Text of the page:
Generate a dynamic, custom data file used by the game:
In my example, I will have many “maps” which are Unity scenes loaded into a main scene by LoadLevelAdditive(). I have a build tool that opens every single map, gets information about it, and saves all this data (width, height, supported game modes, etc) to a master maps.json file. That way, my game menus and logic can pull this info from the file at runtime.

Define build scenes in a Constants file, and add them to the build when generating:
This is useful if you have tons of scenes that will be loaded additively (such as my maps from above), and you don’t want to add them all to the build settings dialog manually. If you have a lot of churn during development, with maps being deleted and created continuously, this is a big time saver. I have my main build scenes defined in a Constants.cs file, and I combine this list with all my maps not in the list at build time. Here’s a quick example that doesn’t work on its own as a lot of surrounding code is missing, but gives the general idea:

//---[ Constants.cs ]--------------------------------------

// scenes to include in build (in Constants.cs)
public static string[] BuildScenes = {

//---[ build tools ]---------------------------------------

// combine all the scenes to include:
List allBuildScenes = new List();

// finally, generate the build:

Pull in information and data from external sources:
I have a data file hosted on a web server that makes it easy for myself and others to continuously contribute to it whenever we have ideas. I can pull down this file in my build process and sync it with the game’s version. That way, we can contribute to it at any time, and it will be included in the next build:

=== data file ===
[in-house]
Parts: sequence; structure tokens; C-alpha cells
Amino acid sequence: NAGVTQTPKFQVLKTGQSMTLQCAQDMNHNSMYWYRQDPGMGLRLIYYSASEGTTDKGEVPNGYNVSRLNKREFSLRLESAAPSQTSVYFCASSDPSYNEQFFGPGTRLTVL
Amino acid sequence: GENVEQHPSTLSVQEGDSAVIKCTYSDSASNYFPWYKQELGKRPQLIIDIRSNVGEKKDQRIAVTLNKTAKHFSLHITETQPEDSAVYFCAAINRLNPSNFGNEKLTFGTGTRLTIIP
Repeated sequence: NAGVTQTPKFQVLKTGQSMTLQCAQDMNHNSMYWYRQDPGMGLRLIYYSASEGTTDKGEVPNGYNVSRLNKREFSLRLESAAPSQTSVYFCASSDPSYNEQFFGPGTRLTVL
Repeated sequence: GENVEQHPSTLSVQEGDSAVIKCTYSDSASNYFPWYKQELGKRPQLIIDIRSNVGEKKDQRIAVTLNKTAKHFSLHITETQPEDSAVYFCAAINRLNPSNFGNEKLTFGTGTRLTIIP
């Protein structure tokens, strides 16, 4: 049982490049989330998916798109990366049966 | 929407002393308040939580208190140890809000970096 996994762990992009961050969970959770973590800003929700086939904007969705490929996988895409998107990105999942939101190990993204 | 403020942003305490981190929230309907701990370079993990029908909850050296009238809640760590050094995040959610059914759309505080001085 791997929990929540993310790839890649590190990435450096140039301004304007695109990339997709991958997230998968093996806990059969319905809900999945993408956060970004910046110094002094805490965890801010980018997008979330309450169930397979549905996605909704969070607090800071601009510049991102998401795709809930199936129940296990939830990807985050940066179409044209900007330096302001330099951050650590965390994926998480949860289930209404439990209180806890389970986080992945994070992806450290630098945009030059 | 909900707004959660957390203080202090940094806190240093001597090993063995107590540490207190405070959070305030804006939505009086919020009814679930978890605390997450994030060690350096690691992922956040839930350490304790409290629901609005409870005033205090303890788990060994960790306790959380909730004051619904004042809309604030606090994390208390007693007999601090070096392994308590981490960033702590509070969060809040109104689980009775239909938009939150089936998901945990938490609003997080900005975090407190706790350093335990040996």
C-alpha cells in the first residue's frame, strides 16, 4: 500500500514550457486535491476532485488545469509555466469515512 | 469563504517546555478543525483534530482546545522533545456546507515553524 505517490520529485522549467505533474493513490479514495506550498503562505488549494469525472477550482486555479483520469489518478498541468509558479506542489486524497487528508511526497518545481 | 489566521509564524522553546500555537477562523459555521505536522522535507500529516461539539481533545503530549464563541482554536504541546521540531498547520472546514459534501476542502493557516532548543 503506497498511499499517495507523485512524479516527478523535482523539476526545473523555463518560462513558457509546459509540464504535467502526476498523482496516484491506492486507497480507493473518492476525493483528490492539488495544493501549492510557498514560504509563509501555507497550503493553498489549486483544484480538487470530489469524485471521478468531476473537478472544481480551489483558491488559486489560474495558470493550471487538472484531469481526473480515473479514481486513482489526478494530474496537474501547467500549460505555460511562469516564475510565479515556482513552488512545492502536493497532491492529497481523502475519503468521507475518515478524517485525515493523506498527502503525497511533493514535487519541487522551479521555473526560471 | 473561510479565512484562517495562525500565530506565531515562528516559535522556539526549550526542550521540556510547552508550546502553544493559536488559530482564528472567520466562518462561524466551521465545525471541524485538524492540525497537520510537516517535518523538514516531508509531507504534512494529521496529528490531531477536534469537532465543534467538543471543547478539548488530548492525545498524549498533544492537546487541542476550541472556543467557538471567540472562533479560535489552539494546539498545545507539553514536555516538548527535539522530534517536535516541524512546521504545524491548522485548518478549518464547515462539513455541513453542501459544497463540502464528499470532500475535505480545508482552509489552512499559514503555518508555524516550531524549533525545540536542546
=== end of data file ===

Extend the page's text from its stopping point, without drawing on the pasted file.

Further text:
// import external data file
WWW dataFileWWW = new WWW(dataURL);
while (!dataFileWWW.isDone)
    EditorUtility.DisplayProgressBar("Importing data...", dataURL, dataFileWWW.progress);
File.WriteAllText(Application.dataPath + "/Resources/data.txt", dataFileWWW.text);

Simple and flexible scrolling behavior

One of the staples of 2D games pioneered in the old school days is seamless scrolling. More specifically, having an endless scrolling behavior that seems infinite. This is usually applied to background layers, and when you combine different layers with varying speeds, you can achieve a very nice parallax effect that sells depth on a flat screen. I’ll be honest – I’m a sucker for anything with sensible parallax. To me, the effect never gets old and instantly makes smaller worlds feel expansive.

The technique is very, very simple. Perhaps it’s one of the first effects that many beginner game programmers are introduced to. It’s also probably one of the most satisfying results you’ll get in a very short amount of time.